Wednesday, January 22, 2014

Liturgy Series Part IX: The Eucharist (otherwise known as communion)

Credit Jodi Houge, 2013. 
(After a long hiatus, the liturgy series is returning.  Life gets crazy sometimes and I don't always keep up with blogging.)

The celebration of the Eucharist is one of the most lively debates in the Church.  Who gets to eat at the communion table?  Who does not?  Should we use real bread or wafers?  Should we use only wine or grape juice too?  Should we commune by common cup, individual cups, or intinction (dipping of bread into wine)?  At what point should children be allowed to commune?  Do you need to go through a class first to "understand" communion?  Does anyone understand communion?  Should you be baptized in order to take communion?  Is one denomination's communion more valid than another's?  Should we have communion every sunday or does that cause it to become "less special" and we should restrict it to once or twice a month or even more infrequently?

And so on and so forth.  We could argue about this all day.  Everyone has an opinion.

But when we celebrate the Eucharist, what is actually going on?  (In full disclosure, I am an ELCA Lutheran, so what I am going to write will be true to my tradition.  I cannot claim to speak on behalf of any other denomination.)

What does Jesus say about this?  In Matthew 26:26-29, Mark 14:22-25, and Luke 22:14-23 we hear some variation of "In the night in which we was betrayed Jesus took bread, gave thanks, and broke it for them all to eat saying, 'Take and eat, this is my body given for you.  Do this in remembrance of me.' Again after supper he took the cup, and when he had given thanks gave it to them all to drink saying, 'This cup is the new covenant in my blood shed for you and for all people for the forgiveness of sins.  Do this in remembrance of me.'"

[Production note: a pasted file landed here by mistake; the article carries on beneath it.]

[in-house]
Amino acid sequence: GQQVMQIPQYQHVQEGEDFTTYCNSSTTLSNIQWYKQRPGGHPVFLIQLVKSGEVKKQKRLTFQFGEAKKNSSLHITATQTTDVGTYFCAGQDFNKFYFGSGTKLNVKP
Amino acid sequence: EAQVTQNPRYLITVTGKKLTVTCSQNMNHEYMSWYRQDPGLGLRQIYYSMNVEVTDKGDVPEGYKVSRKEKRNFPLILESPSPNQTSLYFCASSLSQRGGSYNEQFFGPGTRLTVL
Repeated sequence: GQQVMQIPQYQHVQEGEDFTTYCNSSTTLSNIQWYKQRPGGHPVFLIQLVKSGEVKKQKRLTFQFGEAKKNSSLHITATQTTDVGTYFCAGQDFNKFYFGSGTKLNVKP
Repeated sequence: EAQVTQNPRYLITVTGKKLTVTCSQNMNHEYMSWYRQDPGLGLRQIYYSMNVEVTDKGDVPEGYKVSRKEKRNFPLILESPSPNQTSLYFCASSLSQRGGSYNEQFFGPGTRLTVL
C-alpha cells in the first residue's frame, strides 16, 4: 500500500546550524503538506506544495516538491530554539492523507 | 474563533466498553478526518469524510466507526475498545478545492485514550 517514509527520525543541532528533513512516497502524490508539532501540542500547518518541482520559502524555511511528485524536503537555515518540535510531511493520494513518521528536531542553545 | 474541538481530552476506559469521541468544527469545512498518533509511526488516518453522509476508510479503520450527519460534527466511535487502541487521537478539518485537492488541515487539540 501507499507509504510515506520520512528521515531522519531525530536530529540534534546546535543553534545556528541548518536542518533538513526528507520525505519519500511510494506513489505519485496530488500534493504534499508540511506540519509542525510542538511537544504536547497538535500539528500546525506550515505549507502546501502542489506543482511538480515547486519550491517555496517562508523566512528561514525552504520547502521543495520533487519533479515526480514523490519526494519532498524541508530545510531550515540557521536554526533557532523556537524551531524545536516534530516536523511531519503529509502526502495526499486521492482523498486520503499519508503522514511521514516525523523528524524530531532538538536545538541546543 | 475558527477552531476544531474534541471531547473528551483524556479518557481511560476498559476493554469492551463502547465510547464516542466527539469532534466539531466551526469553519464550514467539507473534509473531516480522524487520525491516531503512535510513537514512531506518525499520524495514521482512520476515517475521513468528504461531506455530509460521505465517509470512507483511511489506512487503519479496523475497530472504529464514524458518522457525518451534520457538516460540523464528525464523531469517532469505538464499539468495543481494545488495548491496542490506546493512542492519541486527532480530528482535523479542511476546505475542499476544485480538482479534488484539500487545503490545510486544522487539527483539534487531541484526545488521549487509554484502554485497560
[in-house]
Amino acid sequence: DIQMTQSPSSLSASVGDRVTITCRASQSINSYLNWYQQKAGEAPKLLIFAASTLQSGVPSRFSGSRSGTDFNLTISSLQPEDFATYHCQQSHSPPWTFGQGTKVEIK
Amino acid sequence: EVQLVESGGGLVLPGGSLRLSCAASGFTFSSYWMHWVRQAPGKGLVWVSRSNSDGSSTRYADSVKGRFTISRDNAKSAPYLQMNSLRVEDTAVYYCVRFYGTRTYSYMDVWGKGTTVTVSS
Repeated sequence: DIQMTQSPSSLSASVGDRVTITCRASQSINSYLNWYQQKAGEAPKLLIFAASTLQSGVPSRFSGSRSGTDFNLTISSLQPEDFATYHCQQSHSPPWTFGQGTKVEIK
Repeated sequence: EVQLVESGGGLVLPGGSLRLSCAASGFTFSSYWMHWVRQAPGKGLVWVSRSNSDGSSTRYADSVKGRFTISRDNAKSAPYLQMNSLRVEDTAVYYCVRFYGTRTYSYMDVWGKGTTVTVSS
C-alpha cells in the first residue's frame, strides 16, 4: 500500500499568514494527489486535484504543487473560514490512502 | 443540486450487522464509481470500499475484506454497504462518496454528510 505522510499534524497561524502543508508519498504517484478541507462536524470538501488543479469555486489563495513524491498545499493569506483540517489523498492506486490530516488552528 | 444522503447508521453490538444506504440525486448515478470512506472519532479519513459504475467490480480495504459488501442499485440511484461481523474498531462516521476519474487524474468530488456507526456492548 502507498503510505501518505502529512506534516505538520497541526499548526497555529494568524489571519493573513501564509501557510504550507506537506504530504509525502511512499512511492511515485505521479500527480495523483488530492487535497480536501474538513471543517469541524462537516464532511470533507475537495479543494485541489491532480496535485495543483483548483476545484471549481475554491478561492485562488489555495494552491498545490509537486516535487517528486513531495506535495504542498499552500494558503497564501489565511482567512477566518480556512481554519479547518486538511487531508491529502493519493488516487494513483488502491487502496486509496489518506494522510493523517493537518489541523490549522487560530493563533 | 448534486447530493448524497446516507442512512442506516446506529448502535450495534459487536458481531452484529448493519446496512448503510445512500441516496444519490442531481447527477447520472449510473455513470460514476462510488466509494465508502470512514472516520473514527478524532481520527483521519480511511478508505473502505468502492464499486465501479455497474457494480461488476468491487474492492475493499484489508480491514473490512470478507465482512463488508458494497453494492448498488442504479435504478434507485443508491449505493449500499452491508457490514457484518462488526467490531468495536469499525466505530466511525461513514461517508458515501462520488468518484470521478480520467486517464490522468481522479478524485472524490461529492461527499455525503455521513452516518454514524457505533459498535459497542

Jesus says nothing about understanding what is going on, who is old enough, when it should happen.  Jesus says to give thanks, to eat and to drink, and by doing so, remember him.  That is it.

Lutherans understand Christ to be fully present in the bread and wine, but not that they are literally transformed into the body and blood.  This has launched a thousand debates.  For me, communion is proclamation. It is Christ saying, "This is my body and blood given for you.  Do this in remembrance of my death and new life and that I have done this for you."  Communion is the guarantee that the Gospel will be preached every single Sunday without fail, regardless of what happened in the sermon.

In my time as an intern pastor, one of my joys is bringing communion to members who are hospitalized, homebound or in care facilities.  It is a joy to preside at this holy time, and a privilege to share communion and prayer and conversation with these members of our congregation.

Up next, Liturgy Series Part X: Benediction and Dismissal 

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